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Schism in California GOP Likely to Hurt Party at Polls


There are two political parties in California with dramatically different views: One strongly opposes the impeachment proceedings against President Clinton and another supports it, and one backs Democrats Gray Davis and Barbara Boxer far more than the other.

But the split is not the traditional one between Republicans and Democrats. Instead, it is the striking gulf between conservative and moderate Republicans.

Theirs is two parties in one these days, going in distinctly different directions, a political yin and yang stretching their fragile connections.

The defection of moderate Republicans is one of the major reasons why both gubernatorial candidate Dan Lungren and Senate candidate Matt Fong are lagging behind their opponents, and why Democrats are daring to dream of a near-sweep on election day.

California Republicans are suffering from the ailment that afflicted the national Democratic Party before Clinton--so wracked by internal dissent that it diminishes its own chances for success. Putting the best face on it, some Republicans say that the split is a spoil of success.

"Losing is actually much better for developing internal cohesiveness than winning," said one Republican strategist who, like others interviewed, insisted on anonymity. "When you lose four straight elections for governor [as state Democrats have], you get desperate enough to put your differences aside. When you've been winning awhile, you tend to get complacent and the minor splits become major ones."

The conservative-moderate split among Republicans is not new. For years, it has been bridged by the success of Gov. Pete Wilson, who attracted both sides of the party in winning four elections. And nationally, the party's wings have frequently fought during presidential contests.

But by next Wednesday morning, at least in California, success may be a distant memory. If Davis and Boxer maintain their comfortable preelection leads in the polls, it would mean that Wilson is the only Republican since 1987 to have won a senate or gubernatorial race. Democrats will have won five big-ticket contests in that time span, against five different Republican candidates.

In the activist ranks and even among voters, self-described conservatives outnumber moderate Republicans; only 27% of likely Republican voters questioned in a recent Times poll described themselves as moderates. But with Democratic registration running ahead of the GOP by a 47%-36% margin statewide, the potential estrangement of nearly 3 in 10 Republican voters is problematic.

This year's migration of Republican moderates is part of a larger shift worrisome to party leaders. With few exceptions, statewide Democrats are attracting strong backing from independent and moderate voters and women--the very groups that dictate success in California.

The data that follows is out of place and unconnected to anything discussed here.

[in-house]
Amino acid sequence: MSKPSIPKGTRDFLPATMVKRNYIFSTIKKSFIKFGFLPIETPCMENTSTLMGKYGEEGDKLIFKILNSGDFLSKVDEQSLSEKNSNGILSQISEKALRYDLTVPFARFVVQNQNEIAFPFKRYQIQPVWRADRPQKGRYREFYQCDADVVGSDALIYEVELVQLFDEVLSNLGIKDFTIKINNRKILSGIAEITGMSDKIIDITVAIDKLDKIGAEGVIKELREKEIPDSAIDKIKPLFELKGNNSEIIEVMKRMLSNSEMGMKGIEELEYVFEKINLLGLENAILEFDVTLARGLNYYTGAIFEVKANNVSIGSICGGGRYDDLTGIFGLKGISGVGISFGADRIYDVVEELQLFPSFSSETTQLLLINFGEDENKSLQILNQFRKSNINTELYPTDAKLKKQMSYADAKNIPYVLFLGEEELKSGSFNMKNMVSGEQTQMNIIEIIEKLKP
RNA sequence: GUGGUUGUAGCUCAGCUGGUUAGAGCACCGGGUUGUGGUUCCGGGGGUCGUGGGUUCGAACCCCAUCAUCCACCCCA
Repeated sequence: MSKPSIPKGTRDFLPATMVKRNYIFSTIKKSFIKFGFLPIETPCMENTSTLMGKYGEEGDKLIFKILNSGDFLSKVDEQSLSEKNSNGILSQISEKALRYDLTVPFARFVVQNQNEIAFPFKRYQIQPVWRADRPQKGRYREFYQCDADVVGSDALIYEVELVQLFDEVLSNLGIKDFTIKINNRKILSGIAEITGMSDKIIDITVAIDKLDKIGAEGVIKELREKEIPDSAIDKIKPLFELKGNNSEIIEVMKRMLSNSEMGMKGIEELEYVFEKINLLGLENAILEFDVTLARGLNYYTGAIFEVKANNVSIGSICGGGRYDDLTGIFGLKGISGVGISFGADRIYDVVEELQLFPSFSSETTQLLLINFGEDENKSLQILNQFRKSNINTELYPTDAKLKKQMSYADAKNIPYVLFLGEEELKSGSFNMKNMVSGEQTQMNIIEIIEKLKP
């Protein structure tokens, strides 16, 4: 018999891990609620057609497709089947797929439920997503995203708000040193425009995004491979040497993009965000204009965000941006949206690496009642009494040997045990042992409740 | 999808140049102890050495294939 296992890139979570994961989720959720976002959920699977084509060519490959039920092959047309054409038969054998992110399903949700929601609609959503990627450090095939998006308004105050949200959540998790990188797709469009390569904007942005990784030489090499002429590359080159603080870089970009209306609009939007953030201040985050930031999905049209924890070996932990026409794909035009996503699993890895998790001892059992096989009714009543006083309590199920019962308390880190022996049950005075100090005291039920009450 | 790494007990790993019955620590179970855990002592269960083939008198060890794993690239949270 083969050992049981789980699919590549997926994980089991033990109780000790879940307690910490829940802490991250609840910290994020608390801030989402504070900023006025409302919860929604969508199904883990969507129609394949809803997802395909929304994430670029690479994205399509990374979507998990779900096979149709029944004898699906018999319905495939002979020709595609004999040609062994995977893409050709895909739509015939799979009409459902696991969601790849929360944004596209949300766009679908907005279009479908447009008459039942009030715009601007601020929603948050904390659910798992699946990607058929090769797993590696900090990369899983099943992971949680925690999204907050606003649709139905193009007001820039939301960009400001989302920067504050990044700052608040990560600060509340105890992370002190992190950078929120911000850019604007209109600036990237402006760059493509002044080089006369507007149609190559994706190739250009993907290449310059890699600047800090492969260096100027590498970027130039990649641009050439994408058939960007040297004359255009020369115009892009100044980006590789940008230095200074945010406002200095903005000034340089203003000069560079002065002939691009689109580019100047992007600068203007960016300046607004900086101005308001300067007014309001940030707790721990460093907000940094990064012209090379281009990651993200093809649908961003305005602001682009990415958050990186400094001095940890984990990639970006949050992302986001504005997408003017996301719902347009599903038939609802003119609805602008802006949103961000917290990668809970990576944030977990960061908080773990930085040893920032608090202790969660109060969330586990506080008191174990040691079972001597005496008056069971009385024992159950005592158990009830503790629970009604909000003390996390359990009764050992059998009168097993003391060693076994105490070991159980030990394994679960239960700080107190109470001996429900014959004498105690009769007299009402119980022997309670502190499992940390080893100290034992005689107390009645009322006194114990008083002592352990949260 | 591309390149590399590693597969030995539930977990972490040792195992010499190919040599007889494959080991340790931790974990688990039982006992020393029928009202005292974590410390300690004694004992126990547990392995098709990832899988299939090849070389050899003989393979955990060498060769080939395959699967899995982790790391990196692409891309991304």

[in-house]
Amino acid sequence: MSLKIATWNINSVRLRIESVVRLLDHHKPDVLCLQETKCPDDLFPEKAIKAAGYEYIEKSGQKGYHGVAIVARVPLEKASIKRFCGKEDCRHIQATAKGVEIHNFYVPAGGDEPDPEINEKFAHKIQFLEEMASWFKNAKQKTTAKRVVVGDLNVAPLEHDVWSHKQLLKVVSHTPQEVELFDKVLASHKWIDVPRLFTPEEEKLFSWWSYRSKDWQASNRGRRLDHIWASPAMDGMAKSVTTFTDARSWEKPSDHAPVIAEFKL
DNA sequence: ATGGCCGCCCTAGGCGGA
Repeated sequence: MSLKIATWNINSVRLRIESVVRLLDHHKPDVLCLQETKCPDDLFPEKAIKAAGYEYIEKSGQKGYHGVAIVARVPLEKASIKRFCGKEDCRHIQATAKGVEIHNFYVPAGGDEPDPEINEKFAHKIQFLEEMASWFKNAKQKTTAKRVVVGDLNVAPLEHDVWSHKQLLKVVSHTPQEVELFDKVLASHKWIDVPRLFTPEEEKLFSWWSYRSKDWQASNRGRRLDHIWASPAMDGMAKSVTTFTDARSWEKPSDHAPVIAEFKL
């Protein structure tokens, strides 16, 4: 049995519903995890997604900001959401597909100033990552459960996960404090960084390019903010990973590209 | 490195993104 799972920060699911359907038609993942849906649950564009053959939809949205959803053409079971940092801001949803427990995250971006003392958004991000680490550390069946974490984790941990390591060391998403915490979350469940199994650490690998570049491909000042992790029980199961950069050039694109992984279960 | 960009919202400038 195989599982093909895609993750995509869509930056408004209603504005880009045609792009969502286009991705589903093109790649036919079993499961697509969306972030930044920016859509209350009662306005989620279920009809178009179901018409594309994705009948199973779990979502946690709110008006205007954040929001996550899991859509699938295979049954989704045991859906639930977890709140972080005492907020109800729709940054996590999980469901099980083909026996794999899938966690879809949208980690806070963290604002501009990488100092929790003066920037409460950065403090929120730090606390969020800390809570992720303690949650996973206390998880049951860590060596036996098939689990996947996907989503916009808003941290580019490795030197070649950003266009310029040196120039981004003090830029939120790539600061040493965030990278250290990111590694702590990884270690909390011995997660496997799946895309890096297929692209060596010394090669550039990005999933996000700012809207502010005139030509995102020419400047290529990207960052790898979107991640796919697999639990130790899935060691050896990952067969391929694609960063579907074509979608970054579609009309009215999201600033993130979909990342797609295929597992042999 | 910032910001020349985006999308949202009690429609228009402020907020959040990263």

In part, the losses are the result of the strong social conservatism imbued in GOP leaders like House Speaker Newt Gingrich.

"When you go home at night and see people on the air with a harsh, rigid, intolerant point of view, that is not culturally compatible with California," said Democratic consultant Bill Carrick. "It is . . . pushing away their own Republican moderate voters in California."

The Democrats' own journey through the wilderness ended in 1992 when Bill Clinton, spurning the party's liberal power barons in Congress, ran between them and Republican George Bush to capture the presidency.

Clinton emphasized issues that told voters he was not the traditional liberal they had spurned in most recent presidential elections. In the same way, successful California Democrats have moved to the center--so much so that if he had been running his 1990 gubernatorial campaign this year, Wilson would have in some ways been more liberal than the Democrats.

"The Democrats have been, for the last decade or so, pro-choice, pro-death penalty, pro-balanced budget, tough--on the environment and on guns--candidates," said Roy Behr, a Democratic consultant in Los Angeles.

The issue of abortion has played a strong role in defining candidates for moderate Republicans, as well as independent voters and women.

Increasingly, political analysts say, support for abortion rights is viewed by moderate voters as a symbol of tolerance--a trait they find essential if they are to vote for a conservative. Wilson's essentially pro-choice stance on abortion helped attract moderates and women in each of his four successful statewide campaigns.

Although Lungren opposes abortion, many believe that he could have offset the liability had he broadened his rhetoric and emphasized education, children's issues, health care and the environment.

"His mistake has been talking about crime endlessly," said one Republican consultant, expressing a common view.

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